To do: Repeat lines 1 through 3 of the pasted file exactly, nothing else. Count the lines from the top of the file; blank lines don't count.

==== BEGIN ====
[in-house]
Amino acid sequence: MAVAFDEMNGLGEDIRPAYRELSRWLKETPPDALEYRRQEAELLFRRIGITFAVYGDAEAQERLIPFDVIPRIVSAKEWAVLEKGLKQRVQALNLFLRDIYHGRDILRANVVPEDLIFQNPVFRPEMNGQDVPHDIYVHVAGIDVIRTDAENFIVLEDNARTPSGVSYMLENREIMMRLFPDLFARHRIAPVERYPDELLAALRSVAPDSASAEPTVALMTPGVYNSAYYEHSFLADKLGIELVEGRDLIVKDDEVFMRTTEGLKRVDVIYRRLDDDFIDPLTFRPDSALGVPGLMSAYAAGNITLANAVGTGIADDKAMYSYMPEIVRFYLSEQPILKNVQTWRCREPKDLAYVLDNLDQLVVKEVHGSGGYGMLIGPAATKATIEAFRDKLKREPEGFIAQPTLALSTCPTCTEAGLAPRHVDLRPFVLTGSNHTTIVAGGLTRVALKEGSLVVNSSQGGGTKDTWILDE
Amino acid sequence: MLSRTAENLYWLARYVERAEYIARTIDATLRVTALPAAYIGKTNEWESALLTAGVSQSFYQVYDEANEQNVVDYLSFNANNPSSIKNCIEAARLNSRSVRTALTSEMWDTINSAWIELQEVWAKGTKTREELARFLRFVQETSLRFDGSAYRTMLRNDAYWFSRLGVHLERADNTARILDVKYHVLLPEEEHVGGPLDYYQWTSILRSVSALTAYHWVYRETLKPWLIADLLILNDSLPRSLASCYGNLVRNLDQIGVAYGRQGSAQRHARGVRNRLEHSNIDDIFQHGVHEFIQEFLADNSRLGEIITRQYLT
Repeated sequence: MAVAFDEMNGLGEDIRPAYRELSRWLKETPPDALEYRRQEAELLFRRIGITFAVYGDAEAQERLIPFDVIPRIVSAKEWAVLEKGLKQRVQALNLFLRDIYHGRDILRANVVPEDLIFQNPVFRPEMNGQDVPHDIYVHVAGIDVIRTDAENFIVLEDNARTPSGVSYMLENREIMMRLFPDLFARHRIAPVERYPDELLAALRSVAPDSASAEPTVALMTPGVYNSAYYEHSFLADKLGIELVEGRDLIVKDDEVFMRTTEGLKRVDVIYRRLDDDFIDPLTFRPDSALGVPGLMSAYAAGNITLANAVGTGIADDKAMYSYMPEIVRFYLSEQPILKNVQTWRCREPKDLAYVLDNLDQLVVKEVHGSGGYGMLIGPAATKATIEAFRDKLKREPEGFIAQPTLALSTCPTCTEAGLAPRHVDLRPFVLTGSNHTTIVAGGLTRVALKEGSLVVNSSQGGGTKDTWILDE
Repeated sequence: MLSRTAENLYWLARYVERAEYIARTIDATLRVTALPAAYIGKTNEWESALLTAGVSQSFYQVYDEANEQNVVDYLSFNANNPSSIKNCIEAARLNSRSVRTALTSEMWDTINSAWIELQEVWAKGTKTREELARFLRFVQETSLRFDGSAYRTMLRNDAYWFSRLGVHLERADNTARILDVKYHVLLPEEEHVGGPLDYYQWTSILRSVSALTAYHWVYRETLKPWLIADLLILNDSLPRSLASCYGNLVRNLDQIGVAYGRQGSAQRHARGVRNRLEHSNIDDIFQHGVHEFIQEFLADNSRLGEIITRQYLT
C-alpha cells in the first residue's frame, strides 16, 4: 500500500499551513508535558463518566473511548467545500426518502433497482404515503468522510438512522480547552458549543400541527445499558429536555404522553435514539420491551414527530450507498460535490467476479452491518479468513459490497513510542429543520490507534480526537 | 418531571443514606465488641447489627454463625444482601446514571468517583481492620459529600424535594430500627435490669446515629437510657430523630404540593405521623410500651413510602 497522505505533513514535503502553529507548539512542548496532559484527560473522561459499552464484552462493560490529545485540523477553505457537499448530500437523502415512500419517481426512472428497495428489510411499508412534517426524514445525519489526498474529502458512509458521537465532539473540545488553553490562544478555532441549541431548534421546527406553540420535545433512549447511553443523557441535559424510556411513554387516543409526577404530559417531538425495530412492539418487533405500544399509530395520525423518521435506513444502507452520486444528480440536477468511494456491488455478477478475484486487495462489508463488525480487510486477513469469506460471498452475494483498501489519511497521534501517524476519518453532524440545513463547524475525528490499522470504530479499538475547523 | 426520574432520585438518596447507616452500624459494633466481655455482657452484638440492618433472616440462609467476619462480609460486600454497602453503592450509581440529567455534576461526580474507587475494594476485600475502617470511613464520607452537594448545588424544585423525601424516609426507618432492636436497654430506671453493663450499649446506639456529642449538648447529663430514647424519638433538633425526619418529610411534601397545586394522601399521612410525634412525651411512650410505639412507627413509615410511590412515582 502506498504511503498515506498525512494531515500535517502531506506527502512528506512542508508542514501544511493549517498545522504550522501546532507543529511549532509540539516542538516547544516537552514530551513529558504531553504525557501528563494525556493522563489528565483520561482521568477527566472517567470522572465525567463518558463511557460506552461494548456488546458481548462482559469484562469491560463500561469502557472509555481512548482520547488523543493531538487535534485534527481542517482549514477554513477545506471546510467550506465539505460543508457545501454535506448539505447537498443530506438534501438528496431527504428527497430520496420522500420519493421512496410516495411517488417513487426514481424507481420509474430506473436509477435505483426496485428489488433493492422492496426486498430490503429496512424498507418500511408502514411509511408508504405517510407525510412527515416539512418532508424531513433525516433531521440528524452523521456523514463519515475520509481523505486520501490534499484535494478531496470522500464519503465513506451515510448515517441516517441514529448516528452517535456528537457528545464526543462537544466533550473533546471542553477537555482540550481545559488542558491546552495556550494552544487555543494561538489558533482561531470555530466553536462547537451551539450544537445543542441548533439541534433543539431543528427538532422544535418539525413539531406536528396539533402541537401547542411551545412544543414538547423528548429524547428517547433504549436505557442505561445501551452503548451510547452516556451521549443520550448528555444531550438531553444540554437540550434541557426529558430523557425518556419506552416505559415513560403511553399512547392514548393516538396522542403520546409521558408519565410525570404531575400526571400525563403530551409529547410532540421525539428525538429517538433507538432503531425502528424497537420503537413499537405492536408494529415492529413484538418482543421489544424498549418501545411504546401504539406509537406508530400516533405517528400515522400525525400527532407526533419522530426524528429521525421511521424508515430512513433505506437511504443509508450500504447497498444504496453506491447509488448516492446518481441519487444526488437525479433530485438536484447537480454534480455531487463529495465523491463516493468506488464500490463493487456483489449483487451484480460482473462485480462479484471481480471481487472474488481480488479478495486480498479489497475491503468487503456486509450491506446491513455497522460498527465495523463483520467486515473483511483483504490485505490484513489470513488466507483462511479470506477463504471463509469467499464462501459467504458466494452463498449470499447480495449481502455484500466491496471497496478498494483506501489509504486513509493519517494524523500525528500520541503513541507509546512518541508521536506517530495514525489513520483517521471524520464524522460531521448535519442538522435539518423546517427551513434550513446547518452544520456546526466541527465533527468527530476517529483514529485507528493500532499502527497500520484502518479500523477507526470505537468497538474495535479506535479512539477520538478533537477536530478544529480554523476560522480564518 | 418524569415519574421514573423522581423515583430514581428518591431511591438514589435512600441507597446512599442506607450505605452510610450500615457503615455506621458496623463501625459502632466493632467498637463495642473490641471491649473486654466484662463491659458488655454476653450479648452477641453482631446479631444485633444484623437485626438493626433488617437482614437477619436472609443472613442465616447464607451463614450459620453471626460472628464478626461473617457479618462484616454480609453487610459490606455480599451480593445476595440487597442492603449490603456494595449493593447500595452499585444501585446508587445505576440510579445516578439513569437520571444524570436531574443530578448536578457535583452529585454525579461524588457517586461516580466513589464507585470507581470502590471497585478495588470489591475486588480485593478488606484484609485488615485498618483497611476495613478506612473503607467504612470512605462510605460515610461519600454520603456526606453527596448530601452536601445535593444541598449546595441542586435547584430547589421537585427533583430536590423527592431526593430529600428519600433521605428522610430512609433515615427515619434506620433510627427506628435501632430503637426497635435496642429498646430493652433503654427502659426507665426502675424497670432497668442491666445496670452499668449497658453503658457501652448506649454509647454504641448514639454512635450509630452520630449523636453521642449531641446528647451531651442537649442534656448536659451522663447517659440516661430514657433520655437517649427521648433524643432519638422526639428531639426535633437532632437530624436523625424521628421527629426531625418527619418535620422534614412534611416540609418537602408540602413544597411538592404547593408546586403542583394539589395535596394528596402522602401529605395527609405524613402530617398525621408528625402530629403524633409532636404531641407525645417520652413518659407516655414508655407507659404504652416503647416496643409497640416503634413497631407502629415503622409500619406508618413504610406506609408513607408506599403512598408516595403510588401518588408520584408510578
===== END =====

[in-house]
Amino acid sequence: MAVAFDEMNGLGEDIRPAYRELSRWLKETPPDALEYRRQEAELLFRRIGITFAVYGDAEAQERLIPFDVIPRIVSAKEWAVLEKGLKQRVQALNLFLRDIYHGRDILRANVVPEDLIFQNPVFRPEMNGQDVPHDIYVHVAGIDVIRTDAENFIVLEDNARTPSGVSYMLENREIMMRLFPDLFARHRIAPVERYPDELLAALRSVAPDSASAEPTVALMTPGVYNSAYYEHSFLADKLGIELVEGRDLIVKDDEVFMRTTEGLKRVDVIYRRLDDDFIDPLTFRPDSALGVPGLMSAYAAGNITLANAVGTGIADDKAMYSYMPEIVRFYLSEQPILKNVQTWRCREPKDLAYVLDNLDQLVVKEVHGSGGYGMLIGPAATKATIEAFRDKLKREPEGFIAQPTLALSTCPTCTEAGLAPRHVDLRPFVLTGSNHTTIVAGGLTRVALKEGSLVVNSSQGGGTKDTWILDE
Amino acid sequence: MLSRTAENLYWLARYVERAEYIARTIDATLRVTALPAAYIGKTNEWESALLTAGVSQSFYQVYDEANEQNVVDYLSFNANNPSSIKNCIEAARLNSRSVRTALTSEMWDTINSAWIELQEVWAKGTKTREELARFLRFVQETSLRFDGSAYRTMLRNDAYWFSRLGVHLERADNTARILDVKYHVLLPEEEHVGGPLDYYQWTSILRSVSALTAYHWVYRETLKPWLIADLLILNDSLPRSLASCYGNLVRNLDQIGVAYGRQGSAQRHARGVRNRLEHSNIDDIFQHGVHEFIQEFLADNSRLGEIITRQYLT